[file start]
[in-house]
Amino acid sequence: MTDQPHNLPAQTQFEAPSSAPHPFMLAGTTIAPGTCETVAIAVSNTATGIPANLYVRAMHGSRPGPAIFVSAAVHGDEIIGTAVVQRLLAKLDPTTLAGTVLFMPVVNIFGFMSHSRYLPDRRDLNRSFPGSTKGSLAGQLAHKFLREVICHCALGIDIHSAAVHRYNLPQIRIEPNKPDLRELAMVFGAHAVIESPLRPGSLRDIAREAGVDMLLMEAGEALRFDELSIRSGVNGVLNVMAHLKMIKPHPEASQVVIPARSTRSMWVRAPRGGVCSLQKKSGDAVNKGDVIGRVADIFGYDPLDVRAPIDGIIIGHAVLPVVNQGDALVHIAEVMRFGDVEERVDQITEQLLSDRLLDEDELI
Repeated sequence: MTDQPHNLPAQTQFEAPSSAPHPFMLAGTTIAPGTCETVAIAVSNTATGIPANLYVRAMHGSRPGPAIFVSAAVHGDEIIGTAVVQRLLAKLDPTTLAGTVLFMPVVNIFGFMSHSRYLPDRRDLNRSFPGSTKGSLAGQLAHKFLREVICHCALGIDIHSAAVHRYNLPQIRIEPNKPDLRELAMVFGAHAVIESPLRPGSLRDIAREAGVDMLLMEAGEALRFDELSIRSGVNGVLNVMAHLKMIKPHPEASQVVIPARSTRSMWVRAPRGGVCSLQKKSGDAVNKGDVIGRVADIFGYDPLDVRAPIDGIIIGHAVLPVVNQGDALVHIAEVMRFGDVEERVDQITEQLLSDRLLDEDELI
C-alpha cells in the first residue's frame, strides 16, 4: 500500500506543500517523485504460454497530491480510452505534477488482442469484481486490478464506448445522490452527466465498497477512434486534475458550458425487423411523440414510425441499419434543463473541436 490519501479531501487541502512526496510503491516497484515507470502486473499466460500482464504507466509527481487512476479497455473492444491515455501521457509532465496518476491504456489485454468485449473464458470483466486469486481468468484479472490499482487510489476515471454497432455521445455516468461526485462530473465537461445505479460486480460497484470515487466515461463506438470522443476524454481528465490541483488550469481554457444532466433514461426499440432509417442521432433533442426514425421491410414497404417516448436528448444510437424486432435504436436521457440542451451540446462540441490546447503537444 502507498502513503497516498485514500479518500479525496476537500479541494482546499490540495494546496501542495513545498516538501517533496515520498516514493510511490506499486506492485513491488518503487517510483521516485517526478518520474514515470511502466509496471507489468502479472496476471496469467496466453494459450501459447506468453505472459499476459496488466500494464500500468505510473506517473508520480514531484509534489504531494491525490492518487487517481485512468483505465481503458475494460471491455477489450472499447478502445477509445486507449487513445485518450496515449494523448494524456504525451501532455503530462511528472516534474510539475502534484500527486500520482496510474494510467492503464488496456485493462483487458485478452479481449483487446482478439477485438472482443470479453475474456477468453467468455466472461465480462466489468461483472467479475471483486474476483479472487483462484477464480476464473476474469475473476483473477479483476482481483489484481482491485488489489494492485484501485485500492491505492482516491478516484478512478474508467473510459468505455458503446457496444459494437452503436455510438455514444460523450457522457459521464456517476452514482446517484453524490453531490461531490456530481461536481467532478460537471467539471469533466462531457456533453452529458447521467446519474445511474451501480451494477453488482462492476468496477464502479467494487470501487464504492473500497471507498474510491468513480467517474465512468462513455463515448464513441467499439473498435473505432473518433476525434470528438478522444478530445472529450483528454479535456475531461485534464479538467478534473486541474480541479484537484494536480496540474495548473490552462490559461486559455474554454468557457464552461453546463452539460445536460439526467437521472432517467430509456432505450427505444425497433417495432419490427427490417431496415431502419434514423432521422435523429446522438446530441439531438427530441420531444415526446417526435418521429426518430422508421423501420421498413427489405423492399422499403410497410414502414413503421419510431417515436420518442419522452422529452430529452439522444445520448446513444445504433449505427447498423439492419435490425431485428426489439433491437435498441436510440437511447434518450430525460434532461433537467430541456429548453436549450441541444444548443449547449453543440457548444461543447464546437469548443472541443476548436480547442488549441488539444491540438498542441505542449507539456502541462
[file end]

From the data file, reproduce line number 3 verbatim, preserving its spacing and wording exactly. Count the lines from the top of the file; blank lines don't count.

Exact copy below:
Repeated sequence: MTDQPHNLPAQTQFEAPSSAPHPFMLAGTTIAPGTCETVAIAVSNTATGIPANLYVRAMHGSRPGPAIFVSAAVHGDEIIGTAVVQRLLAKLDPTTLAGTVLFMPVVNIFGFMSHSRYLPDRRDLNRSFPGSTKGSLAGQLAHKFLREVICHCALGIDIHSAAVHRYNLPQIRIEPNKPDLRELAMVFGAHAVIESPLRPGSLRDIAREAGVDMLLMEAGEALRFDELSIRSGVNGVLNVMAHLKMIKPHPEASQVVIPARSTRSMWVRAPRGGVCSLQKKSGDAVNKGDVIGRVADIFGYDPLDVRAPIDGIIIGHAVLPVVNQGDALVHIAEVMRFGDVEERVDQITEQLLSDRLLDEDELI